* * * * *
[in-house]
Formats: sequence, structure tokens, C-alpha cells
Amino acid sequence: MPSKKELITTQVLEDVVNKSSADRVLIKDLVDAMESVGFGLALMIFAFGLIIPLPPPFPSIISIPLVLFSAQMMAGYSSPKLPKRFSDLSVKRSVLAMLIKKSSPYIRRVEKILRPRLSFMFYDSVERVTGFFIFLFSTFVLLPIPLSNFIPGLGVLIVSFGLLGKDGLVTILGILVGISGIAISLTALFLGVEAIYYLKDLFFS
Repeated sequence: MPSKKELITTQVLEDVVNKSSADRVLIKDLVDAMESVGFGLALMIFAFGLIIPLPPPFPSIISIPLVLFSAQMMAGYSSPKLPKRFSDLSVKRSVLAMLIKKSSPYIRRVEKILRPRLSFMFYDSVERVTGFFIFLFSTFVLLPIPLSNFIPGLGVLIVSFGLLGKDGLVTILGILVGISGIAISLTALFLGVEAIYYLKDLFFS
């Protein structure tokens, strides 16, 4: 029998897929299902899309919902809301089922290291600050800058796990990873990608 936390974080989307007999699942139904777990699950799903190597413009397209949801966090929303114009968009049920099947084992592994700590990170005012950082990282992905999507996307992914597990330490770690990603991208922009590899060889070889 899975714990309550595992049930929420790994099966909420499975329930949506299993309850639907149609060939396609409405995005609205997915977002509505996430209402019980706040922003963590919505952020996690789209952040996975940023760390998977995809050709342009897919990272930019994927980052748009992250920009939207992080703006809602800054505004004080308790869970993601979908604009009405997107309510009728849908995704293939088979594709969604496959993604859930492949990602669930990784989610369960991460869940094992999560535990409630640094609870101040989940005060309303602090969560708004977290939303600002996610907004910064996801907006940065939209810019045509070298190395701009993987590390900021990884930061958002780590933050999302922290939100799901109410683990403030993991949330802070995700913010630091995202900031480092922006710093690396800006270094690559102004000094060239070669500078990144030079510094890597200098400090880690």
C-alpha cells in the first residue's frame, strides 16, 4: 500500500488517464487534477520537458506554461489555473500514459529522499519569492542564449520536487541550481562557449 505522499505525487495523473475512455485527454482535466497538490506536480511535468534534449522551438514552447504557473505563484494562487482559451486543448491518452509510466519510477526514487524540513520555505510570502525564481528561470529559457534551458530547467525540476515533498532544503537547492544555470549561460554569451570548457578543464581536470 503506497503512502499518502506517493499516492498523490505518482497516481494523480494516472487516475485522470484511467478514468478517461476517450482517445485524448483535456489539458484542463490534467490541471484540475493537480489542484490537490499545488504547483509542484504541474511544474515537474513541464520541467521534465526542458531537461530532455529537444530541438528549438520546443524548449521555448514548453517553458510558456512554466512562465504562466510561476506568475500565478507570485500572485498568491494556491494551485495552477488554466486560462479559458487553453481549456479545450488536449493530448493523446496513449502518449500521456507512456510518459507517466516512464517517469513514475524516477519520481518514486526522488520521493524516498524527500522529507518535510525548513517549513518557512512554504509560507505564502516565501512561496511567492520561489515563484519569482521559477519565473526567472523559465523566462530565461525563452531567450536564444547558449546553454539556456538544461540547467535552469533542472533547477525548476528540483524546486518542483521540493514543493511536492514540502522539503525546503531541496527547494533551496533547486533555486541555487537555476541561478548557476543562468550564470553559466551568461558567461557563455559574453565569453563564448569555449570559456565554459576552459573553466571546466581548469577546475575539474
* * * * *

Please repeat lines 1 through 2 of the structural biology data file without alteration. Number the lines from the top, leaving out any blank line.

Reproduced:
[in-house]
Formats: sequence, structure tokens, C-alpha cells